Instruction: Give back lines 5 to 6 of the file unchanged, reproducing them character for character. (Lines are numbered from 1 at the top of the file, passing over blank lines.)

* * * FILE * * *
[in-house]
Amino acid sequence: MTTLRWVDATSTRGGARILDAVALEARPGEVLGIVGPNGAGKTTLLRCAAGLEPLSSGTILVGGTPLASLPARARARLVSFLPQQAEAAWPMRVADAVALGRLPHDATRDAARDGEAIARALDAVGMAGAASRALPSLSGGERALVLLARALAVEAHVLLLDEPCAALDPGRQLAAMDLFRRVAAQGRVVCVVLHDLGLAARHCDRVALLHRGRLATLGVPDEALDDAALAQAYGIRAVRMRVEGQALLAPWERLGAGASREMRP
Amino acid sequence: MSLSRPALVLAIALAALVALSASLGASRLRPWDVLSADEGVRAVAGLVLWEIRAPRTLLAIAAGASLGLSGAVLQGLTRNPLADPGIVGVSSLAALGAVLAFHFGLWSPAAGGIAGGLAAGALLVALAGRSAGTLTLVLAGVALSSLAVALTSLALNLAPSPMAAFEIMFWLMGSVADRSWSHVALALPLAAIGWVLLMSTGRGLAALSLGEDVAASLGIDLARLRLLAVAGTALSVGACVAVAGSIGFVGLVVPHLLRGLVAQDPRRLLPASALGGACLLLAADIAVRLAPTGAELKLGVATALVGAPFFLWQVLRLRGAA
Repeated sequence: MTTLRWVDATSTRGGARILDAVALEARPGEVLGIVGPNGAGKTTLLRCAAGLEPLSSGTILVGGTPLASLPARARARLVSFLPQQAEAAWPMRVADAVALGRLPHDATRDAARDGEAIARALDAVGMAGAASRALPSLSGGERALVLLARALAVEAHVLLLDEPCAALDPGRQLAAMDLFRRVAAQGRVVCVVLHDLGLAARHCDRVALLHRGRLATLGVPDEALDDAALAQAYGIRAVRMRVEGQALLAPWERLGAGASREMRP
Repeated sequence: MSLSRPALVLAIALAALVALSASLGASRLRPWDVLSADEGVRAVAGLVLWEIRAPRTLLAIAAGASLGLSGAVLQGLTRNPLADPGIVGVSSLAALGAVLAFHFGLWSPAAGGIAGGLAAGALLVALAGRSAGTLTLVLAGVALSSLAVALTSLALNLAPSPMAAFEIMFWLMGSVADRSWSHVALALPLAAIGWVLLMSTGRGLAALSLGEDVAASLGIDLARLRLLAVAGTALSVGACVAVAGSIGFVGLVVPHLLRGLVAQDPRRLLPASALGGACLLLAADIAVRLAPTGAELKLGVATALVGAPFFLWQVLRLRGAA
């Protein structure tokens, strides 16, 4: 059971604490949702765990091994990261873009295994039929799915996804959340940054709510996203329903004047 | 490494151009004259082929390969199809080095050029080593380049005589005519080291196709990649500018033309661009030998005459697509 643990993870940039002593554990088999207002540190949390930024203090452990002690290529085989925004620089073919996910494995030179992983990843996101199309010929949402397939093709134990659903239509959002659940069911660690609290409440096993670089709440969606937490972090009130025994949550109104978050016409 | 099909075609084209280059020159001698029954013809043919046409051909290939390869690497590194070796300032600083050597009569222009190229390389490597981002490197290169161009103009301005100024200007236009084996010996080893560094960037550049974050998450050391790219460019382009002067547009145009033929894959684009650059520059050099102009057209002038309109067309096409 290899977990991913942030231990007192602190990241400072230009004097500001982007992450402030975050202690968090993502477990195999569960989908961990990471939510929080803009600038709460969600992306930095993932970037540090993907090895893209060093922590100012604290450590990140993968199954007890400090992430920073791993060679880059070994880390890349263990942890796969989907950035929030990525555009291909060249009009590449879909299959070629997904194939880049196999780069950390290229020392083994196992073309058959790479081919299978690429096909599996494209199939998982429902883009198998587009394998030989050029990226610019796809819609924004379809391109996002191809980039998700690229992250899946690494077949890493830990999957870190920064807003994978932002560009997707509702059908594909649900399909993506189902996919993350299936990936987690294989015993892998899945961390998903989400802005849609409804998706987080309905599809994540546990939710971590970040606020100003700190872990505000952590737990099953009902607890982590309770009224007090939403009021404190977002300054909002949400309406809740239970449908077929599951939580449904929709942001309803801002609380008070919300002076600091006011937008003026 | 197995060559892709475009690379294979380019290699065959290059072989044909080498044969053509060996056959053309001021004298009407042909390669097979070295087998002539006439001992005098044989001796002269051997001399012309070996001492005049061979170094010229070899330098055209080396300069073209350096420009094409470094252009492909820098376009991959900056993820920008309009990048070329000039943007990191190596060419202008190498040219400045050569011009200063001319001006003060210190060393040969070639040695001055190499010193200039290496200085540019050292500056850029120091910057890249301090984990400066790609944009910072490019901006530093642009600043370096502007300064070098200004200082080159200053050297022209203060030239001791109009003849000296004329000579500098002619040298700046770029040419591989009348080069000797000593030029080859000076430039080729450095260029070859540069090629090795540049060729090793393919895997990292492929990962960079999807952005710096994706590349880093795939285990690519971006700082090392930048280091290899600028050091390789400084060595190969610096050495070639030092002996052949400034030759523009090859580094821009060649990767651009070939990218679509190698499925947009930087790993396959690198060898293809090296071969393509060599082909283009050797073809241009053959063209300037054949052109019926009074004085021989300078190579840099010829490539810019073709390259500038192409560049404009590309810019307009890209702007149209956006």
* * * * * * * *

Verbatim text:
Repeated sequence: MSLSRPALVLAIALAALVALSASLGASRLRPWDVLSADEGVRAVAGLVLWEIRAPRTLLAIAAGASLGLSGAVLQGLTRNPLADPGIVGVSSLAALGAVLAFHFGLWSPAAGGIAGGLAAGALLVALAGRSAGTLTLVLAGVALSSLAVALTSLALNLAPSPMAAFEIMFWLMGSVADRSWSHVALALPLAAIGWVLLMSTGRGLAALSLGEDVAASLGIDLARLRLLAVAGTALSVGACVAVAGSIGFVGLVVPHLLRGLVAQDPRRLLPASALGGACLLLAADIAVRLAPTGAELKLGVATALVGAPFFLWQVLRLRGAA
């Protein structure tokens, strides 16, 4: 059971604490949702765990091994990261873009295994039929799915996804959340940054709510996203329903004047 | 490494151009004259082929390969199809080095050029080593380049005589005519080291196709990649500018033309661009030998005459697509 643990993870940039002593554990088999207002540190949390930024203090452990002690290529085989925004620089073919996910494995030179992983990843996101199309010929949402397939093709134990659903239509959002659940069911660690609290409440096993670089709440969606937490972090009130025994949550109104978050016409 | 099909075609084209280059020159001698029954013809043919046409051909290939390869690497590194070796300032600083050597009569222009190229390389490597981002490197290169161009103009301005100024200007236009084996010996080893560094960037550049974050998450050391790219460019382009002067547009145009033929894959684009650059520059050099102009057209002038309109067309096409 290899977990991913942030231990007192602190990241400072230009004097500001982007992450402030975050202690968090993502477990195999569960989908961990990471939510929080803009600038709460969600992306930095993932970037540090993907090895893209060093922590100012604290450590990140993968199954007890400090992430920073791993060679880059070994880390890349263990942890796969989907950035929030990525555009291909060249009009590449879909299959070629997904194939880049196999780069950390290229020392083994196992073309058959790479081919299978690429096909599996494209199939998982429902883009198998587009394998030989050029990226610019796809819609924004379809391109996002191809980039998700690229992250899946690494077949890493830990999957870190920064807003994978932002560009997707509702059908594909649900399909993506189902996919993350299936990936987690294989015993892998899945961390998903989400802005849609409804998706987080309905599809994540546990939710971590970040606020100003700190872990505000952590737990099953009902607890982590309770009224007090939403009021404190977002300054909002949400309406809740239970449908077929599951939580449904929709942001309803801002609380008070919300002076600091006011937008003026 | 197995060559892709475009690379294979380019290699065959290059072989044909080498044969053509060996056959053309001021004298009407042909390669097979070295087998002539006439001992005098044989001796002269051997001399012309070996001492005049061979170094010229070899330098055209080396300069073209350096420009094409470094252009492909820098376009991959900056993820920008309009990048070329000039943007990191190596060419202008190498040219400045050569011009200063001319001006003060210190060393040969070639040695001055190499010193200039290496200085540019050292500056850029120091910057890249301090984990400066790609944009910072490019901006530093642009600043370096502007300064070098200004200082080159200053050297022209203060030239001791109009003849000296004329000579500098002619040298700046770029040419591989009348080069000797000593030029080859000076430039080729450095260029070859540069090629090795540049060729090793393919895997990292492929990962960079999807952005710096994706590349880093795939285990690519971006700082090392930048280091290899600028050091390789400084060595190969610096050495070639030092002996052949400034030759523009090859580094821009060649990767651009070939990218679509190698499925947009930087790993396959690198060898293809090296071969393509060599082909283009050797073809241009053959063209300037054949052109019926009074004085021989300078190579840099010829490539810019073709390259500038192409560049404009590309810019307009890209702007149209956006």